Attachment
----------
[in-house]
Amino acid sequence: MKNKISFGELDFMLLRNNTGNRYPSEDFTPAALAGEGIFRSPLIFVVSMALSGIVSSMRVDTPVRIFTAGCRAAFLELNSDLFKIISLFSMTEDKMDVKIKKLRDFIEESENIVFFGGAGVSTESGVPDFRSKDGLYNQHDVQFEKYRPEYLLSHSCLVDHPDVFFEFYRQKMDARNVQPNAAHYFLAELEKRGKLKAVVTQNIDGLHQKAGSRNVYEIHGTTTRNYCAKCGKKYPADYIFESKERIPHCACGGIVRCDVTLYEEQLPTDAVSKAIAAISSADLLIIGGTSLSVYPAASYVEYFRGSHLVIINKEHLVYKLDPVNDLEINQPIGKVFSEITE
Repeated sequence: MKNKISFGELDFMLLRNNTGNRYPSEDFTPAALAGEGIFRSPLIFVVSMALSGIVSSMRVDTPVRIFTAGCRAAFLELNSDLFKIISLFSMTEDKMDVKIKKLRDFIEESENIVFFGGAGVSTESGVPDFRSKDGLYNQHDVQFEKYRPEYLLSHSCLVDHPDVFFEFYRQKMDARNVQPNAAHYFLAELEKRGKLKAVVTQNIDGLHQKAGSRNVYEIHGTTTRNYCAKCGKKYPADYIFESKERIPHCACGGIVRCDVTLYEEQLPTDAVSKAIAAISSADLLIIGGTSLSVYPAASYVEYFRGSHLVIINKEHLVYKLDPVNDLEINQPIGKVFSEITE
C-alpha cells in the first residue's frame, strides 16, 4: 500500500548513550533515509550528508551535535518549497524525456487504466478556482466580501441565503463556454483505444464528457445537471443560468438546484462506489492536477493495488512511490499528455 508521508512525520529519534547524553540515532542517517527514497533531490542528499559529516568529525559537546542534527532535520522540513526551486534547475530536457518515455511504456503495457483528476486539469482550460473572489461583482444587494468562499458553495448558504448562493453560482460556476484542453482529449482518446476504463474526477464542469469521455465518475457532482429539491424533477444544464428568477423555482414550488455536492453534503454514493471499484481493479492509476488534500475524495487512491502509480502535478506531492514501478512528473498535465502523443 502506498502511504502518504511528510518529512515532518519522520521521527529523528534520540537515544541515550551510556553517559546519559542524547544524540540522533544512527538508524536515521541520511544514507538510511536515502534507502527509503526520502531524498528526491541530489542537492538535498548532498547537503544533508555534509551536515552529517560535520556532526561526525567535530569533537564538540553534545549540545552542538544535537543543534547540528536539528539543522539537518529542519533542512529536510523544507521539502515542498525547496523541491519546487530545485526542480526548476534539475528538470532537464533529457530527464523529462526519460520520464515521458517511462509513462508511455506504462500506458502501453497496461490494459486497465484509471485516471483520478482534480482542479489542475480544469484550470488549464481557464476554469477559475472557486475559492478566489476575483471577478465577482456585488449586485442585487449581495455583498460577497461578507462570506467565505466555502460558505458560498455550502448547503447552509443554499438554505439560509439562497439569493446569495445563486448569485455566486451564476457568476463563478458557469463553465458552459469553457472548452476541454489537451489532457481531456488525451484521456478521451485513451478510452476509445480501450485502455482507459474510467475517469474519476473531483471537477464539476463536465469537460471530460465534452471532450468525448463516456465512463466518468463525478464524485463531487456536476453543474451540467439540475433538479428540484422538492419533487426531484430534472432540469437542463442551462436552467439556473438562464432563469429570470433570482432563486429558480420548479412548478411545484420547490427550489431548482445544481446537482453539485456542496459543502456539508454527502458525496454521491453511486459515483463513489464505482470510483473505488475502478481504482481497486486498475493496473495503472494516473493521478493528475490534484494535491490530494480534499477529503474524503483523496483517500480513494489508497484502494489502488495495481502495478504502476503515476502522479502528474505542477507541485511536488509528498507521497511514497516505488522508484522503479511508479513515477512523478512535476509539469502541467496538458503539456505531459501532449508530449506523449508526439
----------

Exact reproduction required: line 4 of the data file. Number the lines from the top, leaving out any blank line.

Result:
C-alpha cells in the first residue's frame, strides 16, 4: 500500500548513550533515509550528508551535535518549497524525456487504466478556482466580501441565503463556454483505444464528457445537471443560468438546484462506489492536477493495488512511490499528455 508521508512525520529519534547524553540515532542517517527514497533531490542528499559529516568529525559537546542534527532535520522540513526551486534547475530536457518515455511504456503495457483528476486539469482550460473572489461583482444587494468562499458553495448558504448562493453560482460556476484542453482529449482518446476504463474526477464542469469521455465518475457532482429539491424533477444544464428568477423555482414550488455536492453534503454514493471499484481493479492509476488534500475524495487512491502509480502535478506531492514501478512528473498535465502523443 502506498502511504502518504511528510518529512515532518519522520521521527529523528534520540537515544541515550551510556553517559546519559542524547544524540540522533544512527538508524536515521541520511544514507538510511536515502534507502527509503526520502531524498528526491541530489542537492538535498548532498547537503544533508555534509551536515552529517560535520556532526561526525567535530569533537564538540553534545549540545552542538544535537543543534547540528536539528539543522539537518529542519533542512529536510523544507521539502515542498525547496523541491519546487530545485526542480526548476534539475528538470532537464533529457530527464523529462526519460520520464515521458517511462509513462508511455506504462500506458502501453497496461490494459486497465484509471485516471483520478482534480482542479489542475480544469484550470488549464481557464476554469477559475472557486475559492478566489476575483471577478465577482456585488449586485442585487449581495455583498460577497461578507462570506467565505466555502460558505458560498455550502448547503447552509443554499438554505439560509439562497439569493446569495445563486448569485455566486451564476457568476463563478458557469463553465458552459469553457472548452476541454489537451489532457481531456488525451484521456478521451485513451478510452476509445480501450485502455482507459474510467475517469474519476473531483471537477464539476463536465469537460471530460465534452471532450468525448463516456465512463466518468463525478464524485463531487456536476453543474451540467439540475433538479428540484422538492419533487426531484430534472432540469437542463442551462436552467439556473438562464432563469429570470433570482432563486429558480420548479412548478411545484420547490427550489431548482445544481446537482453539485456542496459543502456539508454527502458525496454521491453511486459515483463513489464505482470510483473505488475502478481504482481497486486498475493496473495503472494516473493521478493528475490534484494535491490530494480534499477529503474524503483523496483517500480513494489508497484502494489502488495495481502495478504502476503515476502522479502528474505542477507541485511536488509528498507521497511514497516505488522508484522503479511508479513515477512523478512535476509539469502541467496538458503539456505531459501532449508530449506523449508526439